Sunday, 14 April 2013

Burnsall & Linton

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Route: Burnsall, Wilfred Scar, Loup Scar, Stepping Stones, Dales Way, Lythe House, Linton Falls, Linton, Waddle Lathe, Thorpe Lane, Thorpe, Badger Lane, Burnsall

Date: 14/04/2013
From: Burnsall

Parking: Burnsall
Start Point: The Red Lion Inn
Region: Yorkshire Dales

Route length: 6.2 miles (9.9km)
Time taken: 02:32
Average speed: 2.5mph
Ascent: 311m
Descent: 308m

Points of interest: Burnsall Bridge, Linton Falls

This may only be a short stroll by our usual standards but this is one of our favourite walks, one that we've repeated a number of times. It's a short-ish circular walk that links the two villages of Burnsall and Linton (as you may have guessed from the title) and includes some pretty typical Yorkshire Dales scenery. There is also a pair of fantastic pubs, which probably explains why we're so fond of it.....

You can start the walk in either Burnsall or Linton; we favour Burnsall because there are more places to leave the car. Arrive early enough and you may even be rewarded with a spot next to the village green.

Burnsall is your atypical Yorkshire Dales village; small and picturesque, largely thanks to the stunning 16th Century bridge that spans the River Wharfe while Thorpe Fell provides a suitably impressive backdrop.
Burnsall Bridge
Burnsall Bridge
Thorpe Fell & the River Wharfe
The village sits right on the Dales Way, an 80-mile route between Ilkley and Bowness in Cumbria and the long distance route leads to our halfway point in Linton. But that's getting ahead of ourselves a bit.

After arriving at Burnsall and crossing the bridge, the Dales Way sandwiches itself between the Red Lion Inn and the River Wharfe, bound for the relative drama of Wilfred Scar. The scar is an interesting contrast to the tranquillity of the river Wharfe as it strolls through Burnsall. The limestone cliff face is the result of the erosive force of the river, undercutting the rock as it passes by. Beyond Wilfred Scar is the equally impressive and slightly narrower Loup Scar, a great place to spend a summers day frolicking in the river, or so I've heard.
The Wharfe downstream of Wilfred Scar
Loup Scar
Loup Scar and Wilfred Scar
Continuing on, the river widens again as the path sticks to the bankside. At Mill Bridge, you are required to cross the river, either by the new footbridge (which is quite impressive) or by the old stepping stones. We chose the stepping stones which, once you're well out into the river, only ever seem to get smaller and further apart. Fortunately, neither of us took an embarrassing tumble, arriving on the opposite bank unscathed.
The perilous stepping stones
Making the daring crossing
Things calm down a bit after that, a 2-mile stroll along the Dales Way, paved in a number of areas, leads to Linton and, more importantly, Linton Falls. The best way to include them on a circular walk is to not cross the river at the second set of stepping stones but to continue on the Dales Way to Sedber Lane, which crosses the falls perched on top of a small bridge.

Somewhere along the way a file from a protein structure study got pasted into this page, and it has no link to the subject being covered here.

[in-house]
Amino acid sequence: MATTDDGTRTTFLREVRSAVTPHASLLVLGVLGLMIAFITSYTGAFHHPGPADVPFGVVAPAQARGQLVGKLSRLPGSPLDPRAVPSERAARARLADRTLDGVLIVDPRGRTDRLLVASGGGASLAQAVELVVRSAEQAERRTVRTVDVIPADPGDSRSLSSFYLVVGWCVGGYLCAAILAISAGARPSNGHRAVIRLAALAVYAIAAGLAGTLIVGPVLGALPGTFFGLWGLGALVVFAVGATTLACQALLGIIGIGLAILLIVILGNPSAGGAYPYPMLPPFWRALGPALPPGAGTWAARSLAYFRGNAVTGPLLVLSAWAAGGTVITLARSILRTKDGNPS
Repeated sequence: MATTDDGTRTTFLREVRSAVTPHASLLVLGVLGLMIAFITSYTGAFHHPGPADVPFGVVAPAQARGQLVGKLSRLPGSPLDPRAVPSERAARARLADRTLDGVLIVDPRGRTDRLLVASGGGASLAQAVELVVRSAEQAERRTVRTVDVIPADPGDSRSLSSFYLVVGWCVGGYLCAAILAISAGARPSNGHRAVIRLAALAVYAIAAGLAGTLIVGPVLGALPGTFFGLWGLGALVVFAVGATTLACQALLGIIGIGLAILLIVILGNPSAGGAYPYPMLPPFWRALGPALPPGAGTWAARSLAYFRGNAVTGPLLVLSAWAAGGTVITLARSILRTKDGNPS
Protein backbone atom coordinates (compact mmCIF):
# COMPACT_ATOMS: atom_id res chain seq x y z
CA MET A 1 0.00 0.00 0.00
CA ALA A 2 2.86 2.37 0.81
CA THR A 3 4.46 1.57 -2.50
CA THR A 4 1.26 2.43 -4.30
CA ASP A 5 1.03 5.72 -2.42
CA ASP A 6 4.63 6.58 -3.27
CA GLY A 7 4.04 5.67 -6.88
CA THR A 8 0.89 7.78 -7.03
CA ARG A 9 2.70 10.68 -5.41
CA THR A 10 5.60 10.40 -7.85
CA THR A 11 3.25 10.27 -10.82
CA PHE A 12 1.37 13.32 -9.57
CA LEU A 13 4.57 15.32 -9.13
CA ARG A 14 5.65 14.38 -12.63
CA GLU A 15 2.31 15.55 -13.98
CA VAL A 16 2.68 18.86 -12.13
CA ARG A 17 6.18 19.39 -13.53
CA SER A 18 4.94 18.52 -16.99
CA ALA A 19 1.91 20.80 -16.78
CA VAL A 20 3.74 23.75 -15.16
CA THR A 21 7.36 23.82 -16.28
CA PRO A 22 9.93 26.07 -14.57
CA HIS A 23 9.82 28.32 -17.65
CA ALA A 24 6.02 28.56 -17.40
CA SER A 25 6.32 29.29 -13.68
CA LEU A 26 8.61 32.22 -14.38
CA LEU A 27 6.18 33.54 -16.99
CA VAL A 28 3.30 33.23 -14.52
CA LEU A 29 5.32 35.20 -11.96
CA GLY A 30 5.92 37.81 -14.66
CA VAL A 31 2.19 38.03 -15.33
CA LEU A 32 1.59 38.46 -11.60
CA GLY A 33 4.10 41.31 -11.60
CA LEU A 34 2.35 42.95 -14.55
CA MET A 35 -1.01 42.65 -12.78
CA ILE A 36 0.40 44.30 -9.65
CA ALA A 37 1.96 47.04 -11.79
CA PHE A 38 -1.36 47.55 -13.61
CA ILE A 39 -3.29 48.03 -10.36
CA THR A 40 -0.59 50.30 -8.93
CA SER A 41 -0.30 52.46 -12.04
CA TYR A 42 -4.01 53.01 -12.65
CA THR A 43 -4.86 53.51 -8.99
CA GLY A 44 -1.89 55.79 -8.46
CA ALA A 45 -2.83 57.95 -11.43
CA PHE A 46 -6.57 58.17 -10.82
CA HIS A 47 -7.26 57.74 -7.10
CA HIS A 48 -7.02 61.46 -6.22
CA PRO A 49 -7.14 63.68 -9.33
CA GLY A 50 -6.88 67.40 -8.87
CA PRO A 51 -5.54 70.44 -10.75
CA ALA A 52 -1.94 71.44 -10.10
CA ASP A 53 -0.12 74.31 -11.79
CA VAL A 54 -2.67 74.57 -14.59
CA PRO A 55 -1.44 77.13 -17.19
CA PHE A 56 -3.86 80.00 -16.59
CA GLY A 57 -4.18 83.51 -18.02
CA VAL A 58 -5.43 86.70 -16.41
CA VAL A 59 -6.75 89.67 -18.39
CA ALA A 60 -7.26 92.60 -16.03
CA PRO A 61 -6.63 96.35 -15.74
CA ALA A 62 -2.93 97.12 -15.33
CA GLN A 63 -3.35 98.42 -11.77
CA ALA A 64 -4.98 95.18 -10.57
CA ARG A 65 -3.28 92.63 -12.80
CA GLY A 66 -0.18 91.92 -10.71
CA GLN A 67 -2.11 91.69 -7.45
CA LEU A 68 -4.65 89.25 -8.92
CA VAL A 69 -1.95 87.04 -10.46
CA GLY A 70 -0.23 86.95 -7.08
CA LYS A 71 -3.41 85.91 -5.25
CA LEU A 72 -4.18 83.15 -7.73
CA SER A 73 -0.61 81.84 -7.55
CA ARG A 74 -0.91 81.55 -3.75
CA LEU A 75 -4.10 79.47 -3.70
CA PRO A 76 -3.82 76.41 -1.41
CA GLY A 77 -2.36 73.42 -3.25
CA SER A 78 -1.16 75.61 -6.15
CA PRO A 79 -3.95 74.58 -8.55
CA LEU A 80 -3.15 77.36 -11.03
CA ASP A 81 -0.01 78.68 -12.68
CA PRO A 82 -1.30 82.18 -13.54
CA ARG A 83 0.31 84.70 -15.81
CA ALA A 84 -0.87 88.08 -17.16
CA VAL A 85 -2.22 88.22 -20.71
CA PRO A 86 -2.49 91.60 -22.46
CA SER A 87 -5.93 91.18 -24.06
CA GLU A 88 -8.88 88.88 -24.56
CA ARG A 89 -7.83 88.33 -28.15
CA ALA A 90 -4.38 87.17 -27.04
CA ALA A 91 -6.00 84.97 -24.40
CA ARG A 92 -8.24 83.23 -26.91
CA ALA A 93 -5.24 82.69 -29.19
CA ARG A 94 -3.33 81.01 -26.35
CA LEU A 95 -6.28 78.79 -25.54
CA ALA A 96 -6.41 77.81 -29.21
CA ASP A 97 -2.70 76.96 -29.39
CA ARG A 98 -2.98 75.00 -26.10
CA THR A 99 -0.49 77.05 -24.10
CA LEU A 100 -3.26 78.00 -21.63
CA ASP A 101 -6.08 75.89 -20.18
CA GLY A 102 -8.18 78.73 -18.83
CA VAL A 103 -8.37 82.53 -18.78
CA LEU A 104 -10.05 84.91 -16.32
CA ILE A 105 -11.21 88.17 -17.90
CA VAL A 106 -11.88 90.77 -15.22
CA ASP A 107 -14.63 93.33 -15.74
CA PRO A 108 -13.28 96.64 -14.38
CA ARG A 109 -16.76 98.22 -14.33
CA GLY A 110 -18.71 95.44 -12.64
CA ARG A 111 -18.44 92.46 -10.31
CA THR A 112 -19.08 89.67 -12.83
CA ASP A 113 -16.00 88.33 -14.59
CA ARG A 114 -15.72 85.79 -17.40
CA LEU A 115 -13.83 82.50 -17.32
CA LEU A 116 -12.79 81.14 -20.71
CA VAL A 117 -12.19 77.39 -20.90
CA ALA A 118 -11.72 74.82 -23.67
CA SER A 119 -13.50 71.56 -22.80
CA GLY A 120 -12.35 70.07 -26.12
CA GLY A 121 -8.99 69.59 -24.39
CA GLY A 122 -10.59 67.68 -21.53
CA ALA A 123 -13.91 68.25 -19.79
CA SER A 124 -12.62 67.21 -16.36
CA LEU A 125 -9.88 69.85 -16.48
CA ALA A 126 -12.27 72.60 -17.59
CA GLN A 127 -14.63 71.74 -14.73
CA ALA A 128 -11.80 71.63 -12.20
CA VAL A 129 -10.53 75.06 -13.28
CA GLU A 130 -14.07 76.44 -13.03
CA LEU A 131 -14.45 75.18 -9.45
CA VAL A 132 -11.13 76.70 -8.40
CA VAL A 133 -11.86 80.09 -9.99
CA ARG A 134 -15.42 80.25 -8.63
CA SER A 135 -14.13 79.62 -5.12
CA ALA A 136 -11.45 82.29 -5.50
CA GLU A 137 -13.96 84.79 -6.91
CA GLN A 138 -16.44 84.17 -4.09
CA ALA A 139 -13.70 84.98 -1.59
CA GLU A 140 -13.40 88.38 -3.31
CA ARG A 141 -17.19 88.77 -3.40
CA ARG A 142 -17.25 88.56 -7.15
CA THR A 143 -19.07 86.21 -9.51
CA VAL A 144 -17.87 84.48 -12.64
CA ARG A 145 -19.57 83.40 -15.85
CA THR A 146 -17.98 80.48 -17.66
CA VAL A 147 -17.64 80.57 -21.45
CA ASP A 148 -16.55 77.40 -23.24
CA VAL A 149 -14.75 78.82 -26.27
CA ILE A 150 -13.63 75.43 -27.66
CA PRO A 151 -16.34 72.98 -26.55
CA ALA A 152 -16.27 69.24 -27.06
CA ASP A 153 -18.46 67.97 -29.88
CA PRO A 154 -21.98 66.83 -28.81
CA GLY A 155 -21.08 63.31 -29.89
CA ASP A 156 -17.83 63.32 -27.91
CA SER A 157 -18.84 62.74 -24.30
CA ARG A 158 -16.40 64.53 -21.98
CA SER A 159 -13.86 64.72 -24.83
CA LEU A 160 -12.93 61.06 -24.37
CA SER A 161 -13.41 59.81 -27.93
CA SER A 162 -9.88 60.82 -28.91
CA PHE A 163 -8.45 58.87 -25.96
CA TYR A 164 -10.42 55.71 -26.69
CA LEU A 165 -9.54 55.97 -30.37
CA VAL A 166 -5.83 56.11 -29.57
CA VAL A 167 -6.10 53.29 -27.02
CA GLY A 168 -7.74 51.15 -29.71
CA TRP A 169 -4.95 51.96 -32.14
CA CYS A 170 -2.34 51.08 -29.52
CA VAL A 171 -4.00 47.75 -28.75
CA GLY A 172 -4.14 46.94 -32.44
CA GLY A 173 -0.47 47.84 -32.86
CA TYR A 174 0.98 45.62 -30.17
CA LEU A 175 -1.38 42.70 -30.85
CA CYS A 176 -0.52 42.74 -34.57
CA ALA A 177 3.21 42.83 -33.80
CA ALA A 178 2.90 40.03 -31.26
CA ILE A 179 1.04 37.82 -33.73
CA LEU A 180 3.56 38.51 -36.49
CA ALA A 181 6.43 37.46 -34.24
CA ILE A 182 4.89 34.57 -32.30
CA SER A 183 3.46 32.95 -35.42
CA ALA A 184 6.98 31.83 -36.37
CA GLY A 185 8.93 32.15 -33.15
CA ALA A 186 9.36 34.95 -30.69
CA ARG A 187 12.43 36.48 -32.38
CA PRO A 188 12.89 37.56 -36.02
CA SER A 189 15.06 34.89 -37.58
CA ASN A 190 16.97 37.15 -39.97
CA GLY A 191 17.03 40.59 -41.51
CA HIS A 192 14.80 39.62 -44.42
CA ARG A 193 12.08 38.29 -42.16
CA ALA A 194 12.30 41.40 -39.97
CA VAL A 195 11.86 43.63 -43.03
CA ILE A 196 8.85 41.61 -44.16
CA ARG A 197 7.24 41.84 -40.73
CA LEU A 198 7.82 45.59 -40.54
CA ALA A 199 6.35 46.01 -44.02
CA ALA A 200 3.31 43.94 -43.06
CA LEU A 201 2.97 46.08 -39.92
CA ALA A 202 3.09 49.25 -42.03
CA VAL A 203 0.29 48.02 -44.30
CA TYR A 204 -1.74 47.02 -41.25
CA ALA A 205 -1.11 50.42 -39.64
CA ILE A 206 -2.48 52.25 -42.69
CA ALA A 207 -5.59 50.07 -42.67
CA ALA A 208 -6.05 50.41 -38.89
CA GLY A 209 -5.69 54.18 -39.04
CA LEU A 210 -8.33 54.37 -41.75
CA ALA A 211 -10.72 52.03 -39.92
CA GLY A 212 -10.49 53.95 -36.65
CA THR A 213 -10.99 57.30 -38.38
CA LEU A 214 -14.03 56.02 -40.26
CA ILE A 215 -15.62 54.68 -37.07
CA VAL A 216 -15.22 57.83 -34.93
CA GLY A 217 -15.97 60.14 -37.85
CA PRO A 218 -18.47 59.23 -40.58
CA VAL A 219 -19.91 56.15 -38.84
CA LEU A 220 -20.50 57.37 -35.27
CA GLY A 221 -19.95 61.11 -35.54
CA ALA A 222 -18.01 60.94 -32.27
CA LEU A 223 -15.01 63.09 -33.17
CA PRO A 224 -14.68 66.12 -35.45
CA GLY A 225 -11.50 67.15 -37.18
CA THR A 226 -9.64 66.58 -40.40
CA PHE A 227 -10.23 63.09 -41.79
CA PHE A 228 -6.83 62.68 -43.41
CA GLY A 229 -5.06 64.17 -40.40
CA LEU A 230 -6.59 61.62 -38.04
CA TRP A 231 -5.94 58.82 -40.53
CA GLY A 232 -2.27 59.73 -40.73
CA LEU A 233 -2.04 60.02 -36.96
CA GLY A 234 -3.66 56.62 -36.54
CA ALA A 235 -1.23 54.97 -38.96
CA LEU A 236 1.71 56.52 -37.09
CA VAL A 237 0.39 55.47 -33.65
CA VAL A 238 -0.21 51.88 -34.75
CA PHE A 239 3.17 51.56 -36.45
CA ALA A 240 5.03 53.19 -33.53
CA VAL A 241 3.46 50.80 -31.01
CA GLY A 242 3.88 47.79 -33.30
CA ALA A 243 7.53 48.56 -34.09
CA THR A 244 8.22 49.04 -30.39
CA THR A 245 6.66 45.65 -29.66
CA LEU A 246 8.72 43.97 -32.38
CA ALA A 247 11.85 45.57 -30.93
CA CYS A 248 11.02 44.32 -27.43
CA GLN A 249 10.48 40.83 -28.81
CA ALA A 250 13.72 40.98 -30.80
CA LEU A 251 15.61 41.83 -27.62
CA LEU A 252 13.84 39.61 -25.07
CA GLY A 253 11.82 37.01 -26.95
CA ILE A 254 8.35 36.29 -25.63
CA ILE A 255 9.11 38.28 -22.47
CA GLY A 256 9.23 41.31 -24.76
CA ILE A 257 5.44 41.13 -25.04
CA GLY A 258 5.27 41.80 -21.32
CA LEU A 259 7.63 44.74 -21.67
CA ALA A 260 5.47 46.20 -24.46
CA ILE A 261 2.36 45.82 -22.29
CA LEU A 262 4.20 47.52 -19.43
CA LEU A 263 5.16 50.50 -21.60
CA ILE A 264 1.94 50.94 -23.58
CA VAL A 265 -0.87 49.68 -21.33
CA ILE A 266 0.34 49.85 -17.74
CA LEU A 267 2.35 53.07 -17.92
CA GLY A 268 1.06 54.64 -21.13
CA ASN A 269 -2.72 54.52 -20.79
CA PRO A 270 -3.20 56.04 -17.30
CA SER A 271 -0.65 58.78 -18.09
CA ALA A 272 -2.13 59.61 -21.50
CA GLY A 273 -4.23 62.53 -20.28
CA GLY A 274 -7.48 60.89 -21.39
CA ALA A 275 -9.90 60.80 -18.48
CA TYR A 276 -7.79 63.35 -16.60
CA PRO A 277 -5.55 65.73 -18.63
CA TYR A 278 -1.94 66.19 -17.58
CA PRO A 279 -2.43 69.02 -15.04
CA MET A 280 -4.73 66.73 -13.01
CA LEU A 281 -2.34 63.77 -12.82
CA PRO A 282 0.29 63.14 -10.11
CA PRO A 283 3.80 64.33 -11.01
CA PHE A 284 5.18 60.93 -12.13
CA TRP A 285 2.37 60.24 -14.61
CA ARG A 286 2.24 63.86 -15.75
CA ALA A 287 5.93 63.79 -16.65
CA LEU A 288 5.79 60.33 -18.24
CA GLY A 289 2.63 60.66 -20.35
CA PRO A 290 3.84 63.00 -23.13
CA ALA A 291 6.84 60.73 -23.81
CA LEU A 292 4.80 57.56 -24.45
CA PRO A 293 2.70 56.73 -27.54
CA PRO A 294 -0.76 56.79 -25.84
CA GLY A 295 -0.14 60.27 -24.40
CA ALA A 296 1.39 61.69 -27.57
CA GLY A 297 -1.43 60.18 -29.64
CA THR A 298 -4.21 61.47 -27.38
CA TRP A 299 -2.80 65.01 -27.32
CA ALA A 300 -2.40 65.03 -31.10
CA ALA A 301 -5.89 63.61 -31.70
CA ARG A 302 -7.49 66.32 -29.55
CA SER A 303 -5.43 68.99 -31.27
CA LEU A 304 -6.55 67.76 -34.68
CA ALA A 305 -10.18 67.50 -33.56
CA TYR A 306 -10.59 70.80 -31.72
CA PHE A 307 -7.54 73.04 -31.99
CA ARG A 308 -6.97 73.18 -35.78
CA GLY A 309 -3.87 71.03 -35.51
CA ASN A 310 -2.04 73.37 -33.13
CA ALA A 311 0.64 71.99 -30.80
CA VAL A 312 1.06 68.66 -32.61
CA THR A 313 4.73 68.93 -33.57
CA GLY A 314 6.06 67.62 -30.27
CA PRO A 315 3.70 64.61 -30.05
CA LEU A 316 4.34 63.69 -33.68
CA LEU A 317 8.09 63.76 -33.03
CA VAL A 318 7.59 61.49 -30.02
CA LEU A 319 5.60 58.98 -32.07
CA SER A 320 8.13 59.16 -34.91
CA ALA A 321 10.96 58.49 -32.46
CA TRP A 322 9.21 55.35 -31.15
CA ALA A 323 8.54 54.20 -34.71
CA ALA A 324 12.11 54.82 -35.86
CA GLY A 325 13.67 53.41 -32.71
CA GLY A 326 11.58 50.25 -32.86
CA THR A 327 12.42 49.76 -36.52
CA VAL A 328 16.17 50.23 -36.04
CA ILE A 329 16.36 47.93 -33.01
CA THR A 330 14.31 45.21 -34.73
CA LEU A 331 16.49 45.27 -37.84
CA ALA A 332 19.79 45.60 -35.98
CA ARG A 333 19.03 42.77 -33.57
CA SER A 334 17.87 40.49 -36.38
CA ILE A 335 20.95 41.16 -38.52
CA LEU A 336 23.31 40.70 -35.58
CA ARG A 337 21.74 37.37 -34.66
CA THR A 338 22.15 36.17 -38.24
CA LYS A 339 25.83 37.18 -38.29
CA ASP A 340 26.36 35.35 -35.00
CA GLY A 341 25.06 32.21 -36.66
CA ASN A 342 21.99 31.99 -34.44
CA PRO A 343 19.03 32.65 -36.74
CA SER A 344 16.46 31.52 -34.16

The path ambles alongside the River Wharfe
Heading towards Linton
The falls, the result of the same geology that forms much of the scenery around Malham, are impressive indeed. They are one of the eastern-most features of the Craven Fault and are a popular location for whitewater kayaking. The route continues through the small collection of houses clustered near the falls before crossing through a field and reaching the B6160, arriving from Burnsall. By following the road west a short distance and cutting down a small lane, we arrived in Linton (perfectly timed for dinner).
The large weir above Linton Falls
Linton Falls
Linton Falls
Linton Falls
The packhorse bridge in Linton
Though small, Linton is beautiful, the focal point being a large village green sat beside Linton Beck and its old packhorse bridge. Also in the vicinity is The Fountaine Inn, a fantastic pub that has never let us down in the past. Needless to say, we stopped for a slap-up pub dinner.

Fully laden with food now we headed on, past the church and through the village where the lane takes on a distinctly more agricultural feel and begins a swift climb up an unexpectedly steep hill. In fact, the climb up the lane and across the subsequent fields adds a good 60m in height to this part of the walk, a fairly mean feat after spending a good hour in the pub.
A perfect Yorkshire Dales scene; the view across to Grassington
Upon reaching the undulating Thorpe Lane, the going gets a bit easier, eventually reaching the small hamlet of Thorpe before a path begins the slow descent back to Burnsall. It passes between Kail Hill and Skulberts Hill, two of the local Cracoe Reef Knolls, ancient coral reefs that formed during warmer, more tropical times. This really is a splendid part of the walk, passing through some of the most picture-perfect Yorkshire Dales scenery.
Approaching Thorpe Lane and Elbolton Hill
Starting the descent back to Burnsall - between Skulberts and Kail Hill
A final bound across a number of fields and stiles leads straight back to Burnsall and the completion of this short yet rewarding walk. Definitely, one to save for a sunny day; we've done it in the lashing rain and it doesn't quite hold the same charm. If you do do it on a nice day it's a perfect introduction to the tranquillities of the Yorkshire Dales.
The final stretch towards Burnsall